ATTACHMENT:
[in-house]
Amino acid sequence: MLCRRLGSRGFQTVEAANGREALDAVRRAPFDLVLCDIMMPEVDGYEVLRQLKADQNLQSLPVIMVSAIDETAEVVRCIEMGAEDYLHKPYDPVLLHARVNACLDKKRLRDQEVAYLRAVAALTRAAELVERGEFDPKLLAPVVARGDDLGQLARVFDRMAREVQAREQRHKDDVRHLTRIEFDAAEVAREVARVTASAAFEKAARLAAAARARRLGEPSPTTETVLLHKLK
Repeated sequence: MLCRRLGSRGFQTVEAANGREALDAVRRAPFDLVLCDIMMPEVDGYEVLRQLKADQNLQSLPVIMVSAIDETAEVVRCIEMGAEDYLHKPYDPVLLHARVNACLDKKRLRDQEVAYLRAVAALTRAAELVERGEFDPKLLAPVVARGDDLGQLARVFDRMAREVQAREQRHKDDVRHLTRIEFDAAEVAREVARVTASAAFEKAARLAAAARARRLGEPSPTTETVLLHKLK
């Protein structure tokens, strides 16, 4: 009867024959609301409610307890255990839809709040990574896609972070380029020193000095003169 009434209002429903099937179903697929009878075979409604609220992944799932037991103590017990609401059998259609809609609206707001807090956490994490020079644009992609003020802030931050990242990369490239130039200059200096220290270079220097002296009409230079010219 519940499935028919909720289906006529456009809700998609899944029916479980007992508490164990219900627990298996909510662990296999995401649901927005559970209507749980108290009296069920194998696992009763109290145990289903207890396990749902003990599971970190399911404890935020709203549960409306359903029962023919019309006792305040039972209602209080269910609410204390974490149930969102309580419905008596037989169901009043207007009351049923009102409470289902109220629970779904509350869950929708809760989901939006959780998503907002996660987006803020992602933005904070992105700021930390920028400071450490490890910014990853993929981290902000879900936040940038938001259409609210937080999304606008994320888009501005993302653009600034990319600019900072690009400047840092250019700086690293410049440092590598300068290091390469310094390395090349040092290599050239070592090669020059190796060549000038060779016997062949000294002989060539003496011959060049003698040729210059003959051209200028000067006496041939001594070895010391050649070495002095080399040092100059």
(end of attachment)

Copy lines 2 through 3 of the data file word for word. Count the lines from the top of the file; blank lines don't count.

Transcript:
Amino acid sequence: MLCRRLGSRGFQTVEAANGREALDAVRRAPFDLVLCDIMMPEVDGYEVLRQLKADQNLQSLPVIMVSAIDETAEVVRCIEMGAEDYLHKPYDPVLLHARVNACLDKKRLRDQEVAYLRAVAALTRAAELVERGEFDPKLLAPVVARGDDLGQLARVFDRMAREVQAREQRHKDDVRHLTRIEFDAAEVAREVARVTASAAFEKAARLAAAARARRLGEPSPTTETVLLHKLK
Repeated sequence: MLCRRLGSRGFQTVEAANGREALDAVRRAPFDLVLCDIMMPEVDGYEVLRQLKADQNLQSLPVIMVSAIDETAEVVRCIEMGAEDYLHKPYDPVLLHARVNACLDKKRLRDQEVAYLRAVAALTRAAELVERGEFDPKLLAPVVARGDDLGQLARVFDRMAREVQAREQRHKDDVRHLTRIEFDAAEVAREVARVTASAAFEKAARLAAAARARRLGEPSPTTETVLLHKLK